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The Pink Triangle: Symbolism and Origins of LGBT Persecution

pink triangle lgbt discrimination in nazi germany

The atrocities committed by the Nazi regime during World War II are well-documented, but lesser-known is the systematic persecution of the LGBT community. Among the symbols used to label and stigmatise individuals based on their sexual orientation was the pink triangle. This article explores the symbolism and origins of the pink triangle, shedding light on the tragic history faced by LGBT individuals during this dark chapter in human history.

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In Nazi Germany, homosexuality was deemed an unacceptable deviation from the so-called Aryan ideal. The persecution of homosexuals began long before the war, as Adolf Hitler’s rise to power brought about an intensification of anti-gay sentiments. In 1935, the Nazi regime amended Paragraph 175 of the German penal code, which criminalized homosexuality, leading to the arrests and imprisonment of thousands of individuals.

The Symbolism of the Pink Triangle

During World War II, the Nazis began using various colored triangles as symbols to categorize and identify different groups of prisoners in concentration camps. The pink triangle was specifically used to identify and stigmatize homosexual men, marking them as social outcasts and depriving them of their humanity. It was a deliberate attempt to degrade and dehumanize LGBT individuals.

Origins and Comparison to Other Symbols

pink triangle

The origins of the pink triangle can be traced back to the late 19th and early 20th centuries, where it was initially used as a symbol to represent homosexuality. However, during the Nazi era, it took on a far more sinister meaning. While other triangles were used to identify various groups, such as the red triangle for political prisoners and the yellow triangle for Jewish individuals, the pink triangle specifically singled out gay men.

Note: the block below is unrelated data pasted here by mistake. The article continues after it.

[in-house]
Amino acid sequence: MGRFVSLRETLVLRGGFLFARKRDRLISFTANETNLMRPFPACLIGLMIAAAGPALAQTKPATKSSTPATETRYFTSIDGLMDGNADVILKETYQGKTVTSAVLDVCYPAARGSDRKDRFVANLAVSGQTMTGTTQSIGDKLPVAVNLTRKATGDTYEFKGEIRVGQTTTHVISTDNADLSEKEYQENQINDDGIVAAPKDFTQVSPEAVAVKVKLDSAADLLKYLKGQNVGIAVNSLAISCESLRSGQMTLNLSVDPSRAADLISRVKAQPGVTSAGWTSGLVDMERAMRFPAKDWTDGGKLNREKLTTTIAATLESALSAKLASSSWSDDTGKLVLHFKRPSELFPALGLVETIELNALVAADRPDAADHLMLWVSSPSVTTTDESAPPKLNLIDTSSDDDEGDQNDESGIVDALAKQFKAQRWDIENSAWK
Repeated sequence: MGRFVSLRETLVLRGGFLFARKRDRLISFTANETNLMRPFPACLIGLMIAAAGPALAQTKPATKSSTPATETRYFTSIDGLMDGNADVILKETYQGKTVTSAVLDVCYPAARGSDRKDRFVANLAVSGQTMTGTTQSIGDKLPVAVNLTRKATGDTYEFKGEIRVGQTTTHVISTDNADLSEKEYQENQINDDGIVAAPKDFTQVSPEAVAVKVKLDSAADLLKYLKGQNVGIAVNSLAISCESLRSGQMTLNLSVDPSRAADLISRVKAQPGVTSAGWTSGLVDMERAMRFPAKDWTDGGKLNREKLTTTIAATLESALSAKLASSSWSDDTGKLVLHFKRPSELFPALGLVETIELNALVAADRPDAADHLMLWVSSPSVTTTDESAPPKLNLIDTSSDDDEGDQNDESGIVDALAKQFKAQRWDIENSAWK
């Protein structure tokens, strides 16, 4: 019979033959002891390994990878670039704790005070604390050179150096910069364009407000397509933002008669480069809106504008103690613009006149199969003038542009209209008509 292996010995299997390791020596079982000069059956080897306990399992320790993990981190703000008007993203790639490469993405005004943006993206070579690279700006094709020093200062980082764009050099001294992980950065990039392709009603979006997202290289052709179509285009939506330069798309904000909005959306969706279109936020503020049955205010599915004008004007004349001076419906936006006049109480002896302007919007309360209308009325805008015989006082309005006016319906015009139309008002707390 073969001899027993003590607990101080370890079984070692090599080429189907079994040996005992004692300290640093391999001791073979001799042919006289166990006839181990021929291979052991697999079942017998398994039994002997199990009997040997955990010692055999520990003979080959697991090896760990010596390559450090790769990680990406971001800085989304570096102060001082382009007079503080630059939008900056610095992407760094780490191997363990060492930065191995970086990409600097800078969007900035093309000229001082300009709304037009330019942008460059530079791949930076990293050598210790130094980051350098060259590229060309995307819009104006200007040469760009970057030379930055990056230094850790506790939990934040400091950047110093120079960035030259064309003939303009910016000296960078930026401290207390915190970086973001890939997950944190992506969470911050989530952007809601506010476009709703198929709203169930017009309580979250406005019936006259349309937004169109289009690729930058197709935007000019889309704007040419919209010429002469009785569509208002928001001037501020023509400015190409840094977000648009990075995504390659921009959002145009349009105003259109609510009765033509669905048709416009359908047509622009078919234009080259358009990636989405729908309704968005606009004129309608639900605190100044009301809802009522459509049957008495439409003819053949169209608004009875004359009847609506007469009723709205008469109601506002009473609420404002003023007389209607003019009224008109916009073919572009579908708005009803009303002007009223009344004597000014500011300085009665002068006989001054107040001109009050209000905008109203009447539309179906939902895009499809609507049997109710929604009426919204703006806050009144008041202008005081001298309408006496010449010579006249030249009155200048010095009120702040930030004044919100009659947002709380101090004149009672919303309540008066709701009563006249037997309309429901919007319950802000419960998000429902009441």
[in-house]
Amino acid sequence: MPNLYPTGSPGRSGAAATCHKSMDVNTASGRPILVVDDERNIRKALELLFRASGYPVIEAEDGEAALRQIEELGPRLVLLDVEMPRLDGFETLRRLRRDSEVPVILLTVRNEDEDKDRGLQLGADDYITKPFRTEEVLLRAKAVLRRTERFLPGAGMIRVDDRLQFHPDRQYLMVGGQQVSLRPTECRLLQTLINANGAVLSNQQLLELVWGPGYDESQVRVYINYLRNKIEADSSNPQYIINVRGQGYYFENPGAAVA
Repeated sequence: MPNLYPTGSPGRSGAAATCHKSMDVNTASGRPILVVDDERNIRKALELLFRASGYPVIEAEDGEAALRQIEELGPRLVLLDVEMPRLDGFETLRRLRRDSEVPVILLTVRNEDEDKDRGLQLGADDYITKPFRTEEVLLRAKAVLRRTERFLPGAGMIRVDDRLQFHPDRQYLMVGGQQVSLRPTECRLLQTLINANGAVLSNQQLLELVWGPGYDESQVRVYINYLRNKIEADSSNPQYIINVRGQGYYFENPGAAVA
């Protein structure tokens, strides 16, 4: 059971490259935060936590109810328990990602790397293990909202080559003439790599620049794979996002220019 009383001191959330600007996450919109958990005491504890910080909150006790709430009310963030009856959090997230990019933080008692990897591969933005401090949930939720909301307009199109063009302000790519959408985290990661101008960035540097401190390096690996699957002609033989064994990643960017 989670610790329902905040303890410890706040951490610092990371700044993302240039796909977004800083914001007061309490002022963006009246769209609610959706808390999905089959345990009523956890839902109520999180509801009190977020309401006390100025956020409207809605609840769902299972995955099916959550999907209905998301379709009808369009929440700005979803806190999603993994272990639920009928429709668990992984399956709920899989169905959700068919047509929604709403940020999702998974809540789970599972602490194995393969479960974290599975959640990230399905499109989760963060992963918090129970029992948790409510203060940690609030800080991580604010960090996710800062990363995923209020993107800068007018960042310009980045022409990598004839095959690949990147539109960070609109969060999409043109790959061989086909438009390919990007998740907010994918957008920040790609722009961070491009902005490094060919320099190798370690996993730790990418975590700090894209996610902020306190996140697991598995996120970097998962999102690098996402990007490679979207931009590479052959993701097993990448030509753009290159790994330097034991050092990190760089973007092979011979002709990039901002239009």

The pink triangle’s symbolism was closely tied to the Nazi regime’s desire to eradicate homosexuality. It served as a warning to others and reinforced the belief that homosexuality was a threat to the purity and strength of the Aryan race.

Survivors and Legacy

lgbt pride t-shirt pink triangle
ALLRIOT's Pink Triangle Artwork

Many gay men who were forced to wear the pink triangle faced unimaginable horrors in concentration camps, enduring physical and psychological abuse, and often succumbing to starvation, medical experiments, or summary executions. After the war, their stories were largely neglected, with survivors facing continued discrimination and persecution due to their sexual orientation.

In the years following World War II, the pink triangle gradually began to be reclaimed as a symbol of resilience and defiance by the LGBT community. Activists, such as Harvey Milk, used it in the 1970s to raise awareness about the struggles faced by LGBT individuals and to advocate for equality and acceptance.

Today, the pink triangle is an internationally recognised symbol of LGBT rights, memorialising the suffering endured by gay men during the Holocaust and serving as a reminder of the ongoing fight for equal rights and social justice.

Redefining the Pink Triangle Through Art

Art has played a significant role in reclaiming the pink triangle as a symbol of resilience and empowerment for the LGBT community. Many talented artists have used their creativity to shed light on the history of persecution faced by gay men during the Holocaust. One notable artist who has contributed to this movement is Keith Haring.


Haring, a prominent figure in the 1980s New York art scene, incorporated the pink triangle into his work as a symbol of solidarity and defiance. His bold and vibrant paintings, often featuring figures interwoven with the pink triangle, served as a powerful statement against discrimination and bigotry. Through his art, Haring helped to raise awareness about the struggles of the LGBT community and paved the way for other artists to reclaim the pink triangle as a symbol of strength and resilience.

The pink triangle stands as a powerful symbol of the persecution faced by the LGBT community in Nazi Germany. It represents a dark chapter in history when love and identity were condemned and punished. While its origins lie in the systematic oppression of gay men, it has since become a symbol of resilience and a call to action for equal rights. By acknowledging the history and significance of the pink triangle, we honour the memory of those who suffered and renew our commitment to creating a world free from discrimination and persecution.

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